When celebrity mush passes off as business reporting

In the days of my grandfather, if you weren’t in show business or in politics, your brand as a professor, or a doctor or writer was built assiduously and as an accidental by-product of your competence and performance. A teachers’ reputation was spread by word-of-mouth by students, a top thinker collected around him a group of other thinkers who in turn carried the message forward.

Martin Heidegger or Carl Gustav Jung did not have paid publicists. They had devoted followers, and yes a lot of detractors too, which all added up to making them very famous.

The spin-doctors have generally turned this thinking on its head. You first build brand, and then find something intelligent to say and do.

Or so it seems if you look at the way they are trying to convert ordinary corporate executives, presumably just doing their duty, into celebrities. Since many of the men don’t have the biceps or the looks of a Brad Pitt, and the women don’t come any close to the looks and audacity of Paris Hilton, they have invented new buzzword like “thought leader”.

The folks anointed to help them build those larger-than-life brands are, you guessed right, journalists.

So you have unsolicited mails to journalists saying that so and so is an expert on outsourcing, because he runs an outsourcing company, and he would like to comment on anything you plan to write on outsourcing. Or so and so is a legal expert, and available for comment, if you are doing a story on the legal aspects of the CIA’s “extraordinary rendition”. And yes, if you are doing a story on “extramarital sex” they have views on that too.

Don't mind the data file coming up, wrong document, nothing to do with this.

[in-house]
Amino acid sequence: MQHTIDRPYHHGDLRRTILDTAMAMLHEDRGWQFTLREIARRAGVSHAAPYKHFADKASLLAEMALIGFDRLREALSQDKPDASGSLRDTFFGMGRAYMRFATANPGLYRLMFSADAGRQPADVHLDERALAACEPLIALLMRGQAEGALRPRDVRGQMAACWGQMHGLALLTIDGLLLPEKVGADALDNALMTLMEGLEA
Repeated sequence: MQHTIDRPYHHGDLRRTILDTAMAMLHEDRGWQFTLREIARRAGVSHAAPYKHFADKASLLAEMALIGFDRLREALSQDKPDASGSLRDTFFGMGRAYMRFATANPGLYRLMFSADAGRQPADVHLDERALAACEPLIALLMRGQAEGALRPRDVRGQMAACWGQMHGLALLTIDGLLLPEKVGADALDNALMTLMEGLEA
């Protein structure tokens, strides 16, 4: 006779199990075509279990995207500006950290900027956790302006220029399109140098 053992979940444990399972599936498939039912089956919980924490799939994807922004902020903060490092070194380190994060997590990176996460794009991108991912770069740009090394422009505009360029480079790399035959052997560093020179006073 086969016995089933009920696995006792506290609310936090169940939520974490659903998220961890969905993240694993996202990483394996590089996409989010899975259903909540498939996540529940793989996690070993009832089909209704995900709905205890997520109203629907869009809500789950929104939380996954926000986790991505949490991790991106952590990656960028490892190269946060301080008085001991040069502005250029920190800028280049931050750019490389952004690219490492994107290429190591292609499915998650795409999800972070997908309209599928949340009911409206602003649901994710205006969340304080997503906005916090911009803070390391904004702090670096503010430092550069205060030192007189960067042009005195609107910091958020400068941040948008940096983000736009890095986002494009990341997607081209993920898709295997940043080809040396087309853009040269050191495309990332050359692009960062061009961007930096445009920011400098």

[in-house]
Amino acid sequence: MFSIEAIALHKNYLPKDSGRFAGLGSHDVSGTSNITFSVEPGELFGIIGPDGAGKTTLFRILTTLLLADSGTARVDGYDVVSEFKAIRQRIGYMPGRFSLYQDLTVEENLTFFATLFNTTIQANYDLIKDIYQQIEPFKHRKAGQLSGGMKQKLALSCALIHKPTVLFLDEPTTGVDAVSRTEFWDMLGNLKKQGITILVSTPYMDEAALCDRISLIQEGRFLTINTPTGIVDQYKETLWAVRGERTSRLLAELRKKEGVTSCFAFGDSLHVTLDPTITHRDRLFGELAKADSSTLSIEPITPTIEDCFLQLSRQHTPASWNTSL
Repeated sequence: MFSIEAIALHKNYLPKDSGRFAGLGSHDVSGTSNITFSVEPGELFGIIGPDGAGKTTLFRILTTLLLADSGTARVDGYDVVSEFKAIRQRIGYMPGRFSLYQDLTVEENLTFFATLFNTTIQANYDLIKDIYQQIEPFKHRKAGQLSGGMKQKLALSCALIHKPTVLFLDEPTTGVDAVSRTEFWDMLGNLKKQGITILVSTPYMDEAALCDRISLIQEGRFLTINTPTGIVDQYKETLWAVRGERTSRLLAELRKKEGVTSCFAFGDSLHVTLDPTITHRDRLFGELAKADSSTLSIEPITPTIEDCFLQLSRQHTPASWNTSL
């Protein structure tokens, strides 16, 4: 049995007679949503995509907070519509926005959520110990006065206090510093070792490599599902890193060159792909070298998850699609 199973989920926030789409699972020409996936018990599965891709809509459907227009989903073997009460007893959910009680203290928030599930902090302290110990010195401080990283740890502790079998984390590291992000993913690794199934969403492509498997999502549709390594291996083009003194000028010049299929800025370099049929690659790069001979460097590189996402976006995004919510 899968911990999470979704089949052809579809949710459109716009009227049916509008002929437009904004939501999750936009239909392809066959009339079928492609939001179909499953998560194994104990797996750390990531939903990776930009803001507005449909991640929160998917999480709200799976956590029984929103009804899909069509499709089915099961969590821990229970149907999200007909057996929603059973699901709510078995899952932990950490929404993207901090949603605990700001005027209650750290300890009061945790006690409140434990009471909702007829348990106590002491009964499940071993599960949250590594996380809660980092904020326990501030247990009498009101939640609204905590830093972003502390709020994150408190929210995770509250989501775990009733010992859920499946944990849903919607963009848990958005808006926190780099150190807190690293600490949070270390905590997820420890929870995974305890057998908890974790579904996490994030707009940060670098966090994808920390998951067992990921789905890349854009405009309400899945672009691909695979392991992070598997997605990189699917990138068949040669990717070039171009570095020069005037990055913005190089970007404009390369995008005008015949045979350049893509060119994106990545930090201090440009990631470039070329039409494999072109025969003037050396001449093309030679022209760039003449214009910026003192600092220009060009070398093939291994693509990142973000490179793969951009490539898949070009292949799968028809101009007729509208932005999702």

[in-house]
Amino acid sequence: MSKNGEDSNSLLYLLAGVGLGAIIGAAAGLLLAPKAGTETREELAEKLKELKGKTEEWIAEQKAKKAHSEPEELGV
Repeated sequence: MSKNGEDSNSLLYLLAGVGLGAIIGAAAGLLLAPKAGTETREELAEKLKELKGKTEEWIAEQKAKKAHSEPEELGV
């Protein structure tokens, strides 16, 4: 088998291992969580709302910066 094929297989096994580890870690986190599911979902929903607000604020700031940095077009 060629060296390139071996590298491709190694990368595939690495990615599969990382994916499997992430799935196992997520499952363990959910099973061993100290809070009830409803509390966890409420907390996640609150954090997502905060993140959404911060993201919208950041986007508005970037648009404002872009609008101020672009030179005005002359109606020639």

The upshot of this is that flacks fill a journalist’s mail box daily with solicitations about a corporate executive you never knew, and never cared to know. Or you will have an invite to a presser where the flack will tell you “and by the way XYZ is in attendance”, where XYZ is not a stripper or an entertainer or a speaker of depth, but just a boring corporate executive peddling his wares.

These brand exercises by the spin doctors create “little monsters” too. There was one executive who aroused my curiosity because I saw at least ten interviews with him in various publications around the world in the span of seven days. It turned out that the guy wanted a change of job, and his frequent visibility helped him land one.

The flack and the spin doctors are doing their job. The corporate executive is having a joy ride at company expense. But do you know who is left holding the can, doing all the dirty work, just an instrument in the hands of spin doctors and corporate executives. The poor reporter !

I just think that a company’s key “takeaways”, to use a popular corporate speak, should not be the alleged cerebral glow of its executives but its business strategy, its products, its financials, and everything related to the business.

The corporate executive as celebrity is irrelevant to the business, because what investors, consumers, and employees want to know is not whether the executive had a closed door meeting with the President of the country, but about what the company can deliver to them – the investors, consumers, and employees. I once attended a presentation by a corporate chief to investors, and it was short on business plans, but heavy with snaps of him posing with political dignitaries.

The danger is that if you make the corporate executive a celebrity, he could turn into a “big monster” too, arrogant and unaccountable, with starry-eyed folks unwilling to tell the new-age emperor that he has no clothes. Have we forgotten what the celebrities at Enron and Tyco, and many other companies did to the people they were supposed to serve ? People then focused on the celebrity, rather than on the deliverables that matter, and lost a lot of money in the bargain.

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